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Questionable Wills: When You've Been Left Out Of An Inheritance

Wills that are carefully written can exclude a traditional heir for any number of reasons. If your parent is recently deceased, and you are surprised to find you are no longer an heir, you may have cause to fight for an inheritance in court. There are many times when a person who is dying is taken advantage of by people caring for them, convinced that those in their lives shouldn't inherit their estate. If you were in previous wills and no changes in your relationship occurred, it's time to investigate the situation further with the help of a family attorney.

You Believe the Will Was Changed Under Duress

If you are a family member of a deceased individual and you were in a previous will, the least you can do is try to determine why you were left out of the new will. If you have no idea why the will was changed, you have the right to investigate why the will may have been changed. At times, wills are changed under duress, or pressure from a friend, relative, or caretaker. If you believe that your parent was coerced into changing their will to disinherit you and provide money to someone new, you have the right to contest the will in court.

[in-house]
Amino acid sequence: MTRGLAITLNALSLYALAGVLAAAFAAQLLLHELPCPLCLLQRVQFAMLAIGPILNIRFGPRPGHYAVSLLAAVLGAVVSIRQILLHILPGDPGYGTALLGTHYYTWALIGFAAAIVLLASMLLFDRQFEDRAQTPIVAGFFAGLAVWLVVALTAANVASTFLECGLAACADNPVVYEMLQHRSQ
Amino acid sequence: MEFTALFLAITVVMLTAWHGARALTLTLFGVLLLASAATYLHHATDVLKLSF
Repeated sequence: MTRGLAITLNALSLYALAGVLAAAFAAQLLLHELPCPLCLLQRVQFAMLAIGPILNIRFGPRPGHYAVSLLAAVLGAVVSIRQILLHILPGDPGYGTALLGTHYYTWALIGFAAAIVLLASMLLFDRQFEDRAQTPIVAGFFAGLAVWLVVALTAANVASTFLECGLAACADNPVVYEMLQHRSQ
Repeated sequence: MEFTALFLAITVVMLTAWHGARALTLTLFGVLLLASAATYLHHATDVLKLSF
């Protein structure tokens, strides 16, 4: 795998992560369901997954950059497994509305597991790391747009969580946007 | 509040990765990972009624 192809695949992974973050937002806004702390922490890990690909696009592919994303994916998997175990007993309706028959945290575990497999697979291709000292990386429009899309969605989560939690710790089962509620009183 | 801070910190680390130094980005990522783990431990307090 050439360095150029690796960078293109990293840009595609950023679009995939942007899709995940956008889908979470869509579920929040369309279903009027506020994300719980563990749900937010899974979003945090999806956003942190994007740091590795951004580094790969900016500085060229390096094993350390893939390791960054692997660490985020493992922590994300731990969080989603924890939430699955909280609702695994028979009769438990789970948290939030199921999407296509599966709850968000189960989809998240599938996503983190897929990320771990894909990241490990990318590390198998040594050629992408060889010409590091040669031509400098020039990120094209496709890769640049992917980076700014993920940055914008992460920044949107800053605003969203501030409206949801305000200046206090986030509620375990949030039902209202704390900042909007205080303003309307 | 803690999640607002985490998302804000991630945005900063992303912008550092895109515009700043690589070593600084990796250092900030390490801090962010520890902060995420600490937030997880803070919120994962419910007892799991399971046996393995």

Mental Capacity May Be In Question

If your parent was sick for awhile and their mental capacity continued to deteriorate, signing a will during this time is questionable at best. If your parent signed their will when they were no longer able to think clearly, you may be able to fight the new will by claiming they were not mentally capable of signing the new will. While your parent has the right to do what they want with their assets, their previous behavior can help determine their true wishes. A will signed when a person is not of sound mind is considered invalid.

When you have a parent that dies and you are left out of their will unexpectedly, you have the right to contest the will. Depending on when the new will was signed and the conditions under which it was written, you may be entitled to a portion of the estate as if you were not specifically disinherited. You will need to retain a lawyer, like those at Warfield Darrah & Erdmann, to help you determine your rights, and it will take some time to sift through any wills your parent created during their lifetime.